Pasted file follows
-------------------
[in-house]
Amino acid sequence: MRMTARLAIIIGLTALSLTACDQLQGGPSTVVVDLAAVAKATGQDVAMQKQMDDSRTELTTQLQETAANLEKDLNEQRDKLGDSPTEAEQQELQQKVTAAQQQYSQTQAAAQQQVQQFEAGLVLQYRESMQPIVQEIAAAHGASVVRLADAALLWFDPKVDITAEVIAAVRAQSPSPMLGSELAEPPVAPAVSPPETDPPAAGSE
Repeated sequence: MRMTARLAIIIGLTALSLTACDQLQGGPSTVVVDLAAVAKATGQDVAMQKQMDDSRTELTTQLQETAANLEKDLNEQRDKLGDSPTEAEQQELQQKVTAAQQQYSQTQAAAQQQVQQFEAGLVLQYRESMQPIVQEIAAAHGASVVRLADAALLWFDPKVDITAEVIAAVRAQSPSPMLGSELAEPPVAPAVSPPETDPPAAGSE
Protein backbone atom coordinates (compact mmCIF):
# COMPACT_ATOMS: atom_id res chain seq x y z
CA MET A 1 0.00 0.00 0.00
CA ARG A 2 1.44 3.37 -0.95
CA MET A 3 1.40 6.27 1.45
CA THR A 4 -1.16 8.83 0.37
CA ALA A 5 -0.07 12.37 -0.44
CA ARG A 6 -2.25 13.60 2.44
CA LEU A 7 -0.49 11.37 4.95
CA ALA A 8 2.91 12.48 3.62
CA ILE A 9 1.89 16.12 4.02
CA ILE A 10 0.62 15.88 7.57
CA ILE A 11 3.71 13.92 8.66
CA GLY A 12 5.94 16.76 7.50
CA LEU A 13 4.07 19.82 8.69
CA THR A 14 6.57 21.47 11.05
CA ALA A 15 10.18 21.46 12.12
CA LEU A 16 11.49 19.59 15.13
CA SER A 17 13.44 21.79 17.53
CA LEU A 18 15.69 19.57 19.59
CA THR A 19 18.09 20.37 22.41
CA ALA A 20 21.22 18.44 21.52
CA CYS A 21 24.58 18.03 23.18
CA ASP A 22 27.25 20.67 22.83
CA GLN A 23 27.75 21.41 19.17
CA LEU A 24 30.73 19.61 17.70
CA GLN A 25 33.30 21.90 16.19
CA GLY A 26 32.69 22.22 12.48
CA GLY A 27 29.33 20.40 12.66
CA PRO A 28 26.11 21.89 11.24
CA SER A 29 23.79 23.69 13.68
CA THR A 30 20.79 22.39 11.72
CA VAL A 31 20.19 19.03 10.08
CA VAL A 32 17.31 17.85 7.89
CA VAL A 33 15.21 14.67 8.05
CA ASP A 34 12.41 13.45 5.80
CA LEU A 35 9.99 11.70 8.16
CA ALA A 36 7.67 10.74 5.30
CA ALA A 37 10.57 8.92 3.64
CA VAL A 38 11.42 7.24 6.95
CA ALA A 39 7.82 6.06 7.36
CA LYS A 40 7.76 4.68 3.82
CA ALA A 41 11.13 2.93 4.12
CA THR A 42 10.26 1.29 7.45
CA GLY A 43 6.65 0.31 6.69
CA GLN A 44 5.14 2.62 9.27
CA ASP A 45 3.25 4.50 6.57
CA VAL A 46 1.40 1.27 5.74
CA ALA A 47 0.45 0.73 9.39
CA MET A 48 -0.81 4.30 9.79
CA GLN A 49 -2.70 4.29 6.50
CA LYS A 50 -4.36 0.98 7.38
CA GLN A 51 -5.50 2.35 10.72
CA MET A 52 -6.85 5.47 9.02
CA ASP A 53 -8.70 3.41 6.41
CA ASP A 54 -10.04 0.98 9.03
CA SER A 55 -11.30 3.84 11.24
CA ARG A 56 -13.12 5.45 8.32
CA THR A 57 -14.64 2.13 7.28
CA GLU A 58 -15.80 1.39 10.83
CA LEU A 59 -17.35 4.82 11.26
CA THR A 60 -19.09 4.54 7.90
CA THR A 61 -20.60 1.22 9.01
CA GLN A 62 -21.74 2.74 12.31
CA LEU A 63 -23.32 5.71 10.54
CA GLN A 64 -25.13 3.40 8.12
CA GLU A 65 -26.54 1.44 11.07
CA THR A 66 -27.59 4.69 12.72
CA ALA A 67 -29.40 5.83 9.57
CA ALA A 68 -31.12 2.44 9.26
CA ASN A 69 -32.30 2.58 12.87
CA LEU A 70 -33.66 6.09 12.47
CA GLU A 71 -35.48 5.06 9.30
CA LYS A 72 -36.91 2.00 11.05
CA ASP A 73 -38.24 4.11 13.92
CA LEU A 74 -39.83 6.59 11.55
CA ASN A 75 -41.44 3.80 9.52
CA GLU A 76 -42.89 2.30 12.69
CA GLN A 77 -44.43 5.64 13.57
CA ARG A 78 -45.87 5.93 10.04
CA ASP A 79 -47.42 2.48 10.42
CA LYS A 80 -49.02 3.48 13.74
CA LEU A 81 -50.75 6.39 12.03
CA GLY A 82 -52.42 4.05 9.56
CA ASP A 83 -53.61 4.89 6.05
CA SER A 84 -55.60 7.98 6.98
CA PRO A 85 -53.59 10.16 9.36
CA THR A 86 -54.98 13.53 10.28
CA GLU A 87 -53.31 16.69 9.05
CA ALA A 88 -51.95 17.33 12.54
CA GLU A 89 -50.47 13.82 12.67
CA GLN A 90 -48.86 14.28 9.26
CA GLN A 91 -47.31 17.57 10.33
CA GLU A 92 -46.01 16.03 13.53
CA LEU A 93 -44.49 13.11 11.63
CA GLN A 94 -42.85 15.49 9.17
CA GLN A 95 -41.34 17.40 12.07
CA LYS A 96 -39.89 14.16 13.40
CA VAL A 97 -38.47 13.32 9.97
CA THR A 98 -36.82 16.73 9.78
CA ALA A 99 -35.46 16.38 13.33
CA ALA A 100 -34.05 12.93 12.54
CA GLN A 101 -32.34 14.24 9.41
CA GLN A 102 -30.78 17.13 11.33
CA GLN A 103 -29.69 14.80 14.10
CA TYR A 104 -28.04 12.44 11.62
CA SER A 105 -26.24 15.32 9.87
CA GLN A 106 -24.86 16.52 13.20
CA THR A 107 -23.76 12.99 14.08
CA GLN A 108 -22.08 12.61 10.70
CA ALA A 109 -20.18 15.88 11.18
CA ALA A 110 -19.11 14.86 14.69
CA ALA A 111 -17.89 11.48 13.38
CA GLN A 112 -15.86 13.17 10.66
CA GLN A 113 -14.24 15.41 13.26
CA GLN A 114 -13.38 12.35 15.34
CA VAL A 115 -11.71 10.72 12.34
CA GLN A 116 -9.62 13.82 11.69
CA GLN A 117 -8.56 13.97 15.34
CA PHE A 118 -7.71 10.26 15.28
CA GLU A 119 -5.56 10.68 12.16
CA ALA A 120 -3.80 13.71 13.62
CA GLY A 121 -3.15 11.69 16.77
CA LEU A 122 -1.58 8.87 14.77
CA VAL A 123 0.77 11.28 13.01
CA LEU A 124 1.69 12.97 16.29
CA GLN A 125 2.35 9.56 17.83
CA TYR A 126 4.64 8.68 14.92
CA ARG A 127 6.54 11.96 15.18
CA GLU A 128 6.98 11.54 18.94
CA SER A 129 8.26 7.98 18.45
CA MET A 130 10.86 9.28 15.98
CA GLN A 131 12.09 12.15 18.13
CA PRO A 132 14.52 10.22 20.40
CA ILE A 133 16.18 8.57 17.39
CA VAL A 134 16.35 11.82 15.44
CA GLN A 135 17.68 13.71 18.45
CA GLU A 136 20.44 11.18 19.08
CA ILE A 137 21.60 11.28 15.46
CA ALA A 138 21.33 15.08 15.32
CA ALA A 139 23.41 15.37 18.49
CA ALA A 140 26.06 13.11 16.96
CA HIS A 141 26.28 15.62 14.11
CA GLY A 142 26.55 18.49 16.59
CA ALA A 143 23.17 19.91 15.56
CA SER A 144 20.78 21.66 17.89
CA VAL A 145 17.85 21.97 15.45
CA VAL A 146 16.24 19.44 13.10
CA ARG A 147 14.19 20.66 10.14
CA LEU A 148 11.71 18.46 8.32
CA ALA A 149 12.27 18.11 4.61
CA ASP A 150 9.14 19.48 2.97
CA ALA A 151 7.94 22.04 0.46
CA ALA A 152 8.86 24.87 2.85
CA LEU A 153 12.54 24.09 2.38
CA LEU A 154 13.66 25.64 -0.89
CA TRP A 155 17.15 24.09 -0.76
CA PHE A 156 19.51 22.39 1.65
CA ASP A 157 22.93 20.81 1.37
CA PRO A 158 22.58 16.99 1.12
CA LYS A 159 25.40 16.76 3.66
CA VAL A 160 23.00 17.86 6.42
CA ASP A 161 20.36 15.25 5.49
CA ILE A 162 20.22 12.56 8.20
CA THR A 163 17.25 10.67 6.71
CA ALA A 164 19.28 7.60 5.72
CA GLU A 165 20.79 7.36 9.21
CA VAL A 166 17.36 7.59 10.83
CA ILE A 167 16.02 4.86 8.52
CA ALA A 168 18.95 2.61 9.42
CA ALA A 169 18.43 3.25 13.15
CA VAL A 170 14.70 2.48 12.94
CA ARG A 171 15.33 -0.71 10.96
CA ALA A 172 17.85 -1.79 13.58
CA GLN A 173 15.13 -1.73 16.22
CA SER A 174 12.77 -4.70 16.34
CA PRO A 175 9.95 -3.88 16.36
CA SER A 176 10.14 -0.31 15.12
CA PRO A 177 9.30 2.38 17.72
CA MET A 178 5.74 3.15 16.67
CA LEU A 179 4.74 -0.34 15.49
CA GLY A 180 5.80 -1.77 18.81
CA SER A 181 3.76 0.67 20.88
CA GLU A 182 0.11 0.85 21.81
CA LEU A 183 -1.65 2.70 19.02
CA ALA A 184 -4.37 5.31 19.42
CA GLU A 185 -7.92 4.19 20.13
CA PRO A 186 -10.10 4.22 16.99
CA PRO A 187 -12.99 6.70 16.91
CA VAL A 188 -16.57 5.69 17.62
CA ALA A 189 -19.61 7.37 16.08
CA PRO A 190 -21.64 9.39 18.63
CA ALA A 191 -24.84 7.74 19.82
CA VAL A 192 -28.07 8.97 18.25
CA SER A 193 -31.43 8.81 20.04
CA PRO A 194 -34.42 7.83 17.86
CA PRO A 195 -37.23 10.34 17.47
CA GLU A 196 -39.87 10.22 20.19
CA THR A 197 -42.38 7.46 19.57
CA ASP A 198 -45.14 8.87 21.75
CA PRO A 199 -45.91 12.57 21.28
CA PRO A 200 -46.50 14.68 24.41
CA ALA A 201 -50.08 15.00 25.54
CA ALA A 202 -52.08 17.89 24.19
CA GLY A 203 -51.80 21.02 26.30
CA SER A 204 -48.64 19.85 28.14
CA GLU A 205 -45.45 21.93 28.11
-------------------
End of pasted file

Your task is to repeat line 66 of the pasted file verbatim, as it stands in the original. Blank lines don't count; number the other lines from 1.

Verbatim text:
CA THR A 61 -20.60 1.22 9.01